What's Your Love Language?

Are you and the people you love speaking the same language? Turns out that affection sometimes gets lost in translation.

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| February 5th, 2013

Physical Touch: Everything from holding hands to kissing, from an arm around the shoulder to sex, holds big emotional power for people who speak this language. “Affirming touches, like putting a hand on your partner’s leg while driving, are huge signs of love for some people,” says Dr. Chapman. 

Maybe you know right away which category you fall into, or maybe you’re not sure. Here are a few ways to figure it out:

“Ask yourself: How do I express love and appreciation to others?” says Dr. Chapman. Is it with a big hug or a pat on the back? With a thank you note? By taking someone out to lunch for a long conversation and catch-up? Each one of these speaks to a different love language.

MORE: Is Technology Ruining Your Relationships?

Another approach is to contemplate what your spouse complains about most often. Maybe they say, “I have to initiate all of our physical intimacy.” Or, “You went on a trip and didn’t bring me a gift!” Or, “We never spend any time together.” Their complaints help identify not only which love language they may primarily speak, but also which ones you don’t. “Our partners give us valuable information when they criticize or complain,” says Dr. Chapman.

Once you identify your love language, communicating it to your partner (and finding out what his or her language is) is key. Then it’s a matter of learning each other’s languages. “That’s a choice you make,” says Dr. Chapman. “And it isn’t always easy.” If you grew up in a home without affirming words and your spouse needs to hear those words to feel loved, for example, there’s a learning curve. But starting small—with simple sentences of appreciation like, “Thank you for getting the oil changed today”— can lead to big rewards in the love department.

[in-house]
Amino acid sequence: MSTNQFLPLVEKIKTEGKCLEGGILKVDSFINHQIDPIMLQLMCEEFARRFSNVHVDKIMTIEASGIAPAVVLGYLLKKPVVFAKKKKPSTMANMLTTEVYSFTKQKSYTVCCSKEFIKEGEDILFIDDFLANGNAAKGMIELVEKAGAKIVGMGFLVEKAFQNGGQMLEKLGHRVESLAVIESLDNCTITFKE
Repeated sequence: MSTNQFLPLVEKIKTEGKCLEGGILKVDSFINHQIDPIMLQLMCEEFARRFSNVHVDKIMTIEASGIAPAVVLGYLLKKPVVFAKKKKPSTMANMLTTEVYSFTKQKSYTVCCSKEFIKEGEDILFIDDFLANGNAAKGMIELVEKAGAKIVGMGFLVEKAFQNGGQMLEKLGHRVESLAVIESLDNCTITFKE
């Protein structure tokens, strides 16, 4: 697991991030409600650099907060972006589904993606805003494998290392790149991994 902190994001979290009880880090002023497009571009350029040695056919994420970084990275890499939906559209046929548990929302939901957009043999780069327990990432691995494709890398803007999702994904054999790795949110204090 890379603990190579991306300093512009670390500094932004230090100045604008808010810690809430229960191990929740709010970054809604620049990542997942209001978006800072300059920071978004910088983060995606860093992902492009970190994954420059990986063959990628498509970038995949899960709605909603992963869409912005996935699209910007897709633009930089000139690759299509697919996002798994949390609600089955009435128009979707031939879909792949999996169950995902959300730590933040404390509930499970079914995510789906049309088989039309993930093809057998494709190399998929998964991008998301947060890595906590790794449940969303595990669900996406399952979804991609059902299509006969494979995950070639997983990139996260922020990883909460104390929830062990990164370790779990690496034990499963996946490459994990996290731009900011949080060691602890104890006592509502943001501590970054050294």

Exploring how these languages work isn’t only important in romantic relationships. Think about all of the people you have connections with—siblings, parents, in-laws. Consider their love languages and how you can better translate warm feelings to them and appreciate the way they’re trying to share love with you. “You can identify these languages with everyone in your life,” says Dr. Chapman. “If it feels hard at first, it’s important to remember why you’re doing it: Because you want these people to feel your love.”

MORE: Take Control of Your Love Life

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